Source: Press TV
Europe looks to Iran to diversify energy supplies after the lifting of sanctions on the Islamic Republic, head of Italy’s Eni SpA Claudio Descalzi says.
Source: Iran Daily
Iran owns the world’s largest gas reserves but its share of the market is negligible because much of the gas produced goes to local consumption which is huge by all standards while sanctions have curbed efforts to ramp up production.
Descalzi said Iran will need to invest at least $150 billion in infrastructure to become a major gas producer.
The country emerged from years of sanctions on Saturday, removing many hurdles on the way to access investment, equipment and technology and allowing Iran to embolden its footprints on the global energy map.
“I’m very happy that Iran has returned because for us it means the European system will have a more diversified energy supply,” Descalzi told RAI television.
“To make the big jump, which could take four or five years, a jump that could have a real impact on the global market, Iran would need to attract $150 billion for development,” he said.
Iranian officials hope to attract $40 billion in the gas industry now that the sanctions are gone.
The country seeks to raise gas production to 1.2 billion cubic meters (bcm) a day in five years, from 800 million cubic meters now. Annual output totals 166 bcm, which is mostly used at home.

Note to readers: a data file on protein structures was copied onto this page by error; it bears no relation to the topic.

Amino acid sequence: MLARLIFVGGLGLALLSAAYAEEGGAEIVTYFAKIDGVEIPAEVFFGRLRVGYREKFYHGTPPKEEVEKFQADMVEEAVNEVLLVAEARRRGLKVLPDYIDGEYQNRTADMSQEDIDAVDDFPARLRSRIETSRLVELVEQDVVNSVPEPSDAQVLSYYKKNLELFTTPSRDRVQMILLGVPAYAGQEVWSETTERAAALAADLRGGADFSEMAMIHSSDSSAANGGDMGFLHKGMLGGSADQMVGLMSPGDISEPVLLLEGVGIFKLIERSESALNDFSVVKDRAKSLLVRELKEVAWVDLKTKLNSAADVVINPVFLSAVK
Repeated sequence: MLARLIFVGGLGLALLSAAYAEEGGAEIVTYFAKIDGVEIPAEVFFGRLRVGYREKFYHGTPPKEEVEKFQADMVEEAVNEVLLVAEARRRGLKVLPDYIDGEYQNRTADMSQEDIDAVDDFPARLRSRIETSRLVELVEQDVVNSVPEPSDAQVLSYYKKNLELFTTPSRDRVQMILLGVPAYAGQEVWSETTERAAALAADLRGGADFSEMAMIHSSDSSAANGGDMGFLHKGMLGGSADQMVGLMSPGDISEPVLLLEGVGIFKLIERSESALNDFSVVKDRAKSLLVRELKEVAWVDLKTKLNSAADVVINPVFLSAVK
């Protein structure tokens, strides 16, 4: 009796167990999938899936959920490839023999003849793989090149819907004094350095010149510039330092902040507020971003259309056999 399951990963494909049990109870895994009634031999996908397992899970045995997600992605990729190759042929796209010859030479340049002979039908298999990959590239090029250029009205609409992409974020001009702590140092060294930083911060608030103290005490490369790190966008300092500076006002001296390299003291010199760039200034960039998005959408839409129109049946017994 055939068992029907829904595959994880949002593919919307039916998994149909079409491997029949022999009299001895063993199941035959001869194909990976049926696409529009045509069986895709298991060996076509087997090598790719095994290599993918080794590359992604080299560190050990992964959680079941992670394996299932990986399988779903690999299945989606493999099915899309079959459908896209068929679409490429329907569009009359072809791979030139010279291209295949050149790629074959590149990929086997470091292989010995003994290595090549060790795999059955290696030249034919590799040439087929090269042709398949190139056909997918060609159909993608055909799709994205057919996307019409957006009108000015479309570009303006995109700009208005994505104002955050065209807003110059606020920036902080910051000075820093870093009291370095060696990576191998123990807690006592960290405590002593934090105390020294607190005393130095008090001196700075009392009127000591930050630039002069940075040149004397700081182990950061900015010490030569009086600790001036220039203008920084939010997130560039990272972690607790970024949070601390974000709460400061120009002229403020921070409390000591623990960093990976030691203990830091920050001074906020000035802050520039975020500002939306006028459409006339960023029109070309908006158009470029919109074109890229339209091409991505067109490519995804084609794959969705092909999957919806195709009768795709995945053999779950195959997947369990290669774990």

The EU plans to send around 15 EU officials to Tehran in February to explore energy ties with Iran, European Climate and Energy Commissioner Miguel Arias Canete said on Sunday.
The "technical assessment mission" includes the initial four-day technical visit after which high-level commission staff, possibly with a business delegation, will travel to Iran.
Potential areas for cooperation include all areas of energy ranging from nuclear, oil, gas and renewable energy to energy efficiency, Arias Canete said.
In particular, he mentioned developing liquefied natural gas and also pipeline shipments through a route the European Union refers to as the "Southern Gas Corridor" to carry supplies into southern Europe.
The Europeans are also trying to recover the ground they have lost in Iran. Before the sanctions, the bloc’s annual trade with Iran stood at 27.8 billion euros, which fell to 7.6 billion euros in 2014.
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